“Poets on Poets” is another new essay series, parallel to the recently launched “Selling Shorts,” only this time, as you’ve probably guessed, I’ve invited poets to talk about their favorite poets. I decided to start with Reb Livingston because she’s a good friend; we’ve done several panels together in the Virginia-Maryland area, and she’s currently celebrating the publication of The Bedside Guide to No Tell Motel, a selection of poetry from No Tell Motel, the online poetry journal she co-edits with Molly Arden (and where, as it happens, she’s had the opportunity to publish the poet she’s chosen to write about).
Amy Gerstler is my first poet crush. I don’t say “was” because it’s been almost a decade since I first fell for her and I still go all googly for her poems just like I did the first time. It was 1997, I recently discovered a website called Amazon and suddenly had access to an amazing selection of poetry books that I could browse from my office desk as my boss believed I was hard at work. I ordered with wild abandon, anything that sounded interesting. One of those books was a reprint from Carnegie Mellon’s Classic Contemporary series called Bitter Angel. Gerstler had me at the first line of the first poem, “Siren”:
I have a fish’s tail, so I’m not qualified to love you.
And then she had me again and again and again. A quick glance at the poems, they seemed harmless enough, but no, they were entrancing, haunting and daring. They never left my mind. Devotion to Gerstler’s work ensued. Her books are challenging to describe, especially in such a brief essay, because doing so rings a string of contradictions, her poems are funny, but not jokey, smart, but not showy, hopeful, yet cynical, knowing and full of doubt, bold and tender, strong and vulnerable. She is a master at many things, such as taking the point of view of an unconventional character and not only making the reader feel like she’s really in that character’s mind, but with great empathy. Or how Gerstler skillfully invokes a mystery, painstakingly examines and meditates on it, but humbly defers to solve it.
She points out the questions, lays out the facts and scenes, examines possibilities, directions, but never cheapens the moment with a neatly packaged conclusion. I’ve always thought that poets offering up the “great answer to life”—oh if only, dear reader, you were clever enough to figure it out from the clues in the lines—were actually presenting an age-old parlor trick. My contention is that the greatest gift a poet has to offer is leading readers to new ways of perceiving something, asking the questions we never even thought to ask, reminding us there are other ways, so many other ways, let us not be so sure what we think we know and how we see it—we can never be sure, situations and people are always complicated and yes, there are hidden meanings in everything, but let’s not confuse those with pat and dry answers. If you demand answers, try a crossword puzzle.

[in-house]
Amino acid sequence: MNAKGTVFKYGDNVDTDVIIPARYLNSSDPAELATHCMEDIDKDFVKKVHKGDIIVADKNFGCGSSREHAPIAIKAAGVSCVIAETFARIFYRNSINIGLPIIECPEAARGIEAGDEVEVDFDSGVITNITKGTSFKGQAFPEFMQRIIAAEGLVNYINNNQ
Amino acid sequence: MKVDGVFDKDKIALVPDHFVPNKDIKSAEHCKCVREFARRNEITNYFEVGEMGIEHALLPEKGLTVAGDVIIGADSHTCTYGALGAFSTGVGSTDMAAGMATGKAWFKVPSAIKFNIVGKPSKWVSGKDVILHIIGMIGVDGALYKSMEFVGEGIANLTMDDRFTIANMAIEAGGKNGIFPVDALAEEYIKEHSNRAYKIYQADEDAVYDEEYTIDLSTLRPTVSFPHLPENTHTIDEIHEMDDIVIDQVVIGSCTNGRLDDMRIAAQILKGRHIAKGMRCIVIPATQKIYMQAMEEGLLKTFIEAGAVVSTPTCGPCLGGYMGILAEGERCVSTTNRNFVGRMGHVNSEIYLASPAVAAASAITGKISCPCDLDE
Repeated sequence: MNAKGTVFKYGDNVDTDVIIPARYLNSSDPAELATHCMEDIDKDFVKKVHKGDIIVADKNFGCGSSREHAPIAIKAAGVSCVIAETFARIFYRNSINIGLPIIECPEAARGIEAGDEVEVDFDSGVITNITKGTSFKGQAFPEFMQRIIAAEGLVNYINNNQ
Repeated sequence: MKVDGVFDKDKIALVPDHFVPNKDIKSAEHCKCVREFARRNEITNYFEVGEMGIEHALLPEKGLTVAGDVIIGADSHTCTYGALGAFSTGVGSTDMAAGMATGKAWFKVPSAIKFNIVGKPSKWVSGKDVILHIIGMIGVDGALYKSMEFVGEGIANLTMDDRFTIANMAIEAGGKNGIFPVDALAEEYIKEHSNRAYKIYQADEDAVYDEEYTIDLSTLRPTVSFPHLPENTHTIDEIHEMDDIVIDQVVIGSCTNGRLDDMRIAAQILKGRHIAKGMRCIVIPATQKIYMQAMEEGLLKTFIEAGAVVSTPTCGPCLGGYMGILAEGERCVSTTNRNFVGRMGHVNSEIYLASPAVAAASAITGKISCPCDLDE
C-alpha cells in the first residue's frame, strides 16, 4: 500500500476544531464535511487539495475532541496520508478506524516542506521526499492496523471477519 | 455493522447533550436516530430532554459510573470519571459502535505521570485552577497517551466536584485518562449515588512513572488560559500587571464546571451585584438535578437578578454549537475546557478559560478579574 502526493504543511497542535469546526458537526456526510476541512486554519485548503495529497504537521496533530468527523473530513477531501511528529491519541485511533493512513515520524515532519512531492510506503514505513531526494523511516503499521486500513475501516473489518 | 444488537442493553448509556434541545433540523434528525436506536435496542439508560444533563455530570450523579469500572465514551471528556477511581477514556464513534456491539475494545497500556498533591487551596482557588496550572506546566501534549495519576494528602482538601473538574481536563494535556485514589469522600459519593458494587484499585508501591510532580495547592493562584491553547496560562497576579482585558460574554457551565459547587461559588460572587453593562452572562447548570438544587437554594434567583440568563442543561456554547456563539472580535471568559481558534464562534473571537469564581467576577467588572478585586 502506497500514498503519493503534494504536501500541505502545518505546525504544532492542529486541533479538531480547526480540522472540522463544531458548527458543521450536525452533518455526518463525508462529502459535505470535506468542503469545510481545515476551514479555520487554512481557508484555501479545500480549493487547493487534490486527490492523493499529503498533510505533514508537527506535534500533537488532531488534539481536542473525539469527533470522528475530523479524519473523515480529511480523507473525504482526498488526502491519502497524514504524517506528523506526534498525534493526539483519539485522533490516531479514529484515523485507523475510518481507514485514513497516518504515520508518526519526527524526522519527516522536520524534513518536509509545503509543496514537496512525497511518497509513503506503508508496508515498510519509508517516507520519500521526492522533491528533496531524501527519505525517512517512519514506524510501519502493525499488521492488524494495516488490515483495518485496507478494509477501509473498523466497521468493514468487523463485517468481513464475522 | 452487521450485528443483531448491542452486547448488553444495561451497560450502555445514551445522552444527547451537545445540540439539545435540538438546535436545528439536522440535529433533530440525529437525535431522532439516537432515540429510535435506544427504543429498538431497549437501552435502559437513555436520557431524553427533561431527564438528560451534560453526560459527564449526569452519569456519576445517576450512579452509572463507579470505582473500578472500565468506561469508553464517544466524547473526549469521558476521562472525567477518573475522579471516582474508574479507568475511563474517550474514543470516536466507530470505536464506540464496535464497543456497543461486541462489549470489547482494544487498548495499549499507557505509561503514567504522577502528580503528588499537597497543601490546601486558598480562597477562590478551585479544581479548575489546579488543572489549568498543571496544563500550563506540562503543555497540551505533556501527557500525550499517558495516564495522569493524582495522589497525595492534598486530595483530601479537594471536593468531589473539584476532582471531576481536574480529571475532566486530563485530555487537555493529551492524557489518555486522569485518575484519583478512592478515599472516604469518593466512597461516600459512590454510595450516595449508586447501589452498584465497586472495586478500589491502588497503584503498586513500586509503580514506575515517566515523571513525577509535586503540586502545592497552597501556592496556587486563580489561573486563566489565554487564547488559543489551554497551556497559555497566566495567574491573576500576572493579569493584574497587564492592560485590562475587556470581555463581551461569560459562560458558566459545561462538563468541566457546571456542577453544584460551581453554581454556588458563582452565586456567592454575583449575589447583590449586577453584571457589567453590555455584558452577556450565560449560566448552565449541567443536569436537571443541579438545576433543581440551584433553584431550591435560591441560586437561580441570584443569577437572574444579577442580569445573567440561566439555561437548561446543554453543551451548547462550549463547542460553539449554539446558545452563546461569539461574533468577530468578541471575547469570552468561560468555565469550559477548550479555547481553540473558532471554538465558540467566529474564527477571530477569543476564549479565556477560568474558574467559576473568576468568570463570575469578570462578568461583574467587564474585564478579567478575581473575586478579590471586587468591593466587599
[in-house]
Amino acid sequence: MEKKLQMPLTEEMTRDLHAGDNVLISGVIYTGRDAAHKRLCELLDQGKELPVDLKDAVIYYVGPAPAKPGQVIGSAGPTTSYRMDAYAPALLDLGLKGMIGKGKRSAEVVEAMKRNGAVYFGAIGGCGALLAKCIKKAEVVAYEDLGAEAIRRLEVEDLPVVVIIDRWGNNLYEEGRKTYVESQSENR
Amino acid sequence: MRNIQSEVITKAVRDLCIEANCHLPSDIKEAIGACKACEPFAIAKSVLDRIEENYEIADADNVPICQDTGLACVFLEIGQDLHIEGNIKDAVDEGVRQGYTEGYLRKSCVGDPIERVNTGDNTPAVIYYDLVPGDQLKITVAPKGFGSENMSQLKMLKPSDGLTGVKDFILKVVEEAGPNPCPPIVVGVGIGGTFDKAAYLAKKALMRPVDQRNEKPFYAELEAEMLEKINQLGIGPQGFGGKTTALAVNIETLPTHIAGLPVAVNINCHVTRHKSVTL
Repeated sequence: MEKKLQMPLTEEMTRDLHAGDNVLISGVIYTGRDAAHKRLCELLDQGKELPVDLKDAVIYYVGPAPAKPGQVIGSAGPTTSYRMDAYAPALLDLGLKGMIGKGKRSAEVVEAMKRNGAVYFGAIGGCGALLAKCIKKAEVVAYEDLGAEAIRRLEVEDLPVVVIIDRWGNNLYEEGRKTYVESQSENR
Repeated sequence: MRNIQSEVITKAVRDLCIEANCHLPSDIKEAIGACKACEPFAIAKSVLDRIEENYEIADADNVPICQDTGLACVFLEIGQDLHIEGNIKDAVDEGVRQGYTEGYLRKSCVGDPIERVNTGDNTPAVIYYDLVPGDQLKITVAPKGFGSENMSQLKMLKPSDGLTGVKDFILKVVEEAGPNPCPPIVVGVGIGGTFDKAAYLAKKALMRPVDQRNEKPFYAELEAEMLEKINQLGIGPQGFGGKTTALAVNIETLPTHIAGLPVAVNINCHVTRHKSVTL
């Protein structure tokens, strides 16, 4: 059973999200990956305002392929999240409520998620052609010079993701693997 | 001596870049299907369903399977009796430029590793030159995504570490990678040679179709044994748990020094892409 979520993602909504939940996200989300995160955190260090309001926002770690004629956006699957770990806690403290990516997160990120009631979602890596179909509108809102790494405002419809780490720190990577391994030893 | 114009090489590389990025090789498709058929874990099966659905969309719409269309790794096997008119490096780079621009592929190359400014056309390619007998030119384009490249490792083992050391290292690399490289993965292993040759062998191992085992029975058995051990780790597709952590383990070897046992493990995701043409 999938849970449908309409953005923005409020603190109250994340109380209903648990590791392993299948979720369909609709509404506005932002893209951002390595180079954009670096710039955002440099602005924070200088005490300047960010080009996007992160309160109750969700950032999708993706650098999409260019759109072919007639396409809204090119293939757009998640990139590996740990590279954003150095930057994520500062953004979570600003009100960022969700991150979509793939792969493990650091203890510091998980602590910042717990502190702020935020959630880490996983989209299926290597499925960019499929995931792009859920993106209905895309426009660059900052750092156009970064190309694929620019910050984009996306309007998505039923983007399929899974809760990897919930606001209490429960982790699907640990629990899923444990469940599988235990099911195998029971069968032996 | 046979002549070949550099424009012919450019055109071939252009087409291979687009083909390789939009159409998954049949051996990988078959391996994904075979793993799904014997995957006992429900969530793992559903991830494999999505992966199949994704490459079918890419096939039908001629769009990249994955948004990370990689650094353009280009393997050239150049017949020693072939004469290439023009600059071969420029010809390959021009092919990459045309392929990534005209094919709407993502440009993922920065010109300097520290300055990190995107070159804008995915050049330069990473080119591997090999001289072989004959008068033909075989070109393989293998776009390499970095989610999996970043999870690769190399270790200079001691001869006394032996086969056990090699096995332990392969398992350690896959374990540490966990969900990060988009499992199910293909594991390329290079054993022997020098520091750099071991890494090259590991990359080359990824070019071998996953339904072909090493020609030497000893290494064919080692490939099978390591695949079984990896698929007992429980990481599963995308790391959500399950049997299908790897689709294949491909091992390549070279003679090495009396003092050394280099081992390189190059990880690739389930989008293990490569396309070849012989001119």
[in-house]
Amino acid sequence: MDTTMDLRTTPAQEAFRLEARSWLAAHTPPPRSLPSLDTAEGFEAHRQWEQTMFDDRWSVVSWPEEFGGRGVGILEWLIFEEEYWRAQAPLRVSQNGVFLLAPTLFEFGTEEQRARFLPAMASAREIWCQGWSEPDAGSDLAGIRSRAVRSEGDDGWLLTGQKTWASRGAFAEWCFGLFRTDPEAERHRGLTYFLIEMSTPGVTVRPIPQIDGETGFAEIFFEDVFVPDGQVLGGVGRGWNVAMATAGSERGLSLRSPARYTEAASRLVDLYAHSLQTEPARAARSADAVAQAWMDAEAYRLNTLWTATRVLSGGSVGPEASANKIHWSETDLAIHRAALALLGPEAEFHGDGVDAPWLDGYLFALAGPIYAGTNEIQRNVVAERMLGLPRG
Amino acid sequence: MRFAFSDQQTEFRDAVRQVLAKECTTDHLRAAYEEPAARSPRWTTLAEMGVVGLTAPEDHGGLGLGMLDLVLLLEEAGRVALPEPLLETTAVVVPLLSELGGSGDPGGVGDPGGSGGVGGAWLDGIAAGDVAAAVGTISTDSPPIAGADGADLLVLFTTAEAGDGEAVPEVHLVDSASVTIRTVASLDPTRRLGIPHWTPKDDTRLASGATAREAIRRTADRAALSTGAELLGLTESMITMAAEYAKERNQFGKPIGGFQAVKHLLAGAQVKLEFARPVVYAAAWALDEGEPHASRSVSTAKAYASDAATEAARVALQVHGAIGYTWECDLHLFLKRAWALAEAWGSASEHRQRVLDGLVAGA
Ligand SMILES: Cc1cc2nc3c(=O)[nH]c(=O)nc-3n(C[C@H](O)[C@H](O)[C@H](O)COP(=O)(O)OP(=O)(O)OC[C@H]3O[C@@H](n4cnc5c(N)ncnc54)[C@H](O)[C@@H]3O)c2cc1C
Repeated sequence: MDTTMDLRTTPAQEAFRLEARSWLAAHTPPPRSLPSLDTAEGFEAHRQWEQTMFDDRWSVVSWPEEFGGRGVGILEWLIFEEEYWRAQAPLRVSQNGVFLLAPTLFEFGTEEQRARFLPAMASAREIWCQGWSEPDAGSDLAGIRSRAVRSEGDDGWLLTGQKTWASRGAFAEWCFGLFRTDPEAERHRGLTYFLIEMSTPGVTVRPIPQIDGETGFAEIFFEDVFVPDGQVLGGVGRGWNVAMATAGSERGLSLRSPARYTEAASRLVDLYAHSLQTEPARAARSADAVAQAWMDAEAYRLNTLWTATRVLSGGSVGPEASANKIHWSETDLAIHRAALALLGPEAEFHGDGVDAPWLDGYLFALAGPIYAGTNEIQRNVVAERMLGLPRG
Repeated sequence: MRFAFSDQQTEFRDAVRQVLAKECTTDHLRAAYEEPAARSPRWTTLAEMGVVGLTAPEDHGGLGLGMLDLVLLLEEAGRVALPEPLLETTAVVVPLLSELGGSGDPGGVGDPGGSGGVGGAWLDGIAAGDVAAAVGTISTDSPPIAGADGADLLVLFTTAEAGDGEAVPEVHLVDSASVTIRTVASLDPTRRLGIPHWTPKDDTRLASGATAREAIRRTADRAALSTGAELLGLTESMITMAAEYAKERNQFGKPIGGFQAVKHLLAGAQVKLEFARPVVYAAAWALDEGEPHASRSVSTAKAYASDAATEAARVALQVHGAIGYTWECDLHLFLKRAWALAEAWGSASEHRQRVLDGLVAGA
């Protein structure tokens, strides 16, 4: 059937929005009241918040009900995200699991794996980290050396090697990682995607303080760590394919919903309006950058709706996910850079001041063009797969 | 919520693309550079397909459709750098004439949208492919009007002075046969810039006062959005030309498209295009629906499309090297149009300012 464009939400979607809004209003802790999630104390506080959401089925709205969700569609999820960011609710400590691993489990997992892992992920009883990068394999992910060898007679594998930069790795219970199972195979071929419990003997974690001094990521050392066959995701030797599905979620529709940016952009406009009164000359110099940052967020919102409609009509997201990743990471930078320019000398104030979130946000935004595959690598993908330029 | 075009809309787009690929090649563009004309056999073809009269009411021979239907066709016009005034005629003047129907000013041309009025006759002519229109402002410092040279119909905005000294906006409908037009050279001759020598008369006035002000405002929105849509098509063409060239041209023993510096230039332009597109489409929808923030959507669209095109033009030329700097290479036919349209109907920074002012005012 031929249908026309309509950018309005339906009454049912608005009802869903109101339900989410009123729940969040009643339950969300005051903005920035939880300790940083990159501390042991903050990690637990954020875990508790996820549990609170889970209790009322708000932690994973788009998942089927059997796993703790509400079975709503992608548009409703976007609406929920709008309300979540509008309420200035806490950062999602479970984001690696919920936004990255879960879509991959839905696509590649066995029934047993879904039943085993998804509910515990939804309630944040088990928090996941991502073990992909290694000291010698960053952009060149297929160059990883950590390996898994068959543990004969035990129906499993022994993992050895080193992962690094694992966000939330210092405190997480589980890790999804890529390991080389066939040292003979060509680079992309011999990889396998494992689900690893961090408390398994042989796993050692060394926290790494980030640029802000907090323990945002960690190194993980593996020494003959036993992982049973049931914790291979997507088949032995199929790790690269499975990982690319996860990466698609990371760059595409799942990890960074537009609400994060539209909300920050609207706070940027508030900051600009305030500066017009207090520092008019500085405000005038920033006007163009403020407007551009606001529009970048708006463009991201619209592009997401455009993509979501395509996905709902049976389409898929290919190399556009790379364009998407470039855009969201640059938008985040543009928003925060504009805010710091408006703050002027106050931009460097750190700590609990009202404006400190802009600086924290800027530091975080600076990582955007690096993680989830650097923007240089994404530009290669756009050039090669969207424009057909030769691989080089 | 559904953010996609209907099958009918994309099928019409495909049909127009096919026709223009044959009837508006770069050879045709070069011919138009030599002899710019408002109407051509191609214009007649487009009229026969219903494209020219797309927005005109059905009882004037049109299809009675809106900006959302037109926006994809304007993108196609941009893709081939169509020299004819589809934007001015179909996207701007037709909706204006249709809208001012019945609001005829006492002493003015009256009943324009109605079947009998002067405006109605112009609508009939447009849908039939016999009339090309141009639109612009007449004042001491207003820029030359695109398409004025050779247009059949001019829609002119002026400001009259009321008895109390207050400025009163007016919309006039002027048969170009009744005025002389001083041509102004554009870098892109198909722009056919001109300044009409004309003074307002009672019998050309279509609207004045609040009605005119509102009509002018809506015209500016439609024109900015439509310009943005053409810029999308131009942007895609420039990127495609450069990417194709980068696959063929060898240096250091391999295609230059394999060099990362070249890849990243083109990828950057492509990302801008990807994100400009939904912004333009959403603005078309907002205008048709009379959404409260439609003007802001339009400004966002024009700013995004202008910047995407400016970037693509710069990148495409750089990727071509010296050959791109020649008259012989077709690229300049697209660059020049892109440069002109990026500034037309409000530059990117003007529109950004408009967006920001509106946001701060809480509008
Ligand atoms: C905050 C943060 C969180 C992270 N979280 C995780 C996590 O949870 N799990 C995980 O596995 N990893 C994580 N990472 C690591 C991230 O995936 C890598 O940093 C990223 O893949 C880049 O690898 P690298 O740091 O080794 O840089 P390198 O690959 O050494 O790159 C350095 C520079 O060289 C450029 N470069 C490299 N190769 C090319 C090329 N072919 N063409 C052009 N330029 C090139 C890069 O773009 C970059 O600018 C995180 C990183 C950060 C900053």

Gerstler’s themes and images (birds, dolls, incestuous kissing siblings, ghosts, mediums, brides) stretch throughout her eight-book career. It’s not this book was about “that” and the next book focused on “this”—each book builds on the previous ones, ruminating on ways the dead and living co-exist, steeped in literary and biblical history while addressing contemporary culture. Difficult topics to grasp and write about, yet she does so with fierce focus and dedication.
It’s not that Gerstler has been completely overlooked, while still mid-career, she received a National Book Critics Circle Award in 1991 as well as a number of other prizes and her last four books, from Nerve Storm (1993) to Ghost Girl (2004), have been published by Penguin. But for a poet who has already created such an important body of work and will no doubt do so for decades to come, there’s no good reason why her poetry is not better known, read and discussed more thoroughly. If you’re looking for fascinating, multi-faceted and exquisite poems, look no farther. Sure, I won’t lie, I’ve had other poet crushes and will no doubt indulge in more down the road, but never have I felt one for so long and so deeply.
15 February 2006 | poets on poets |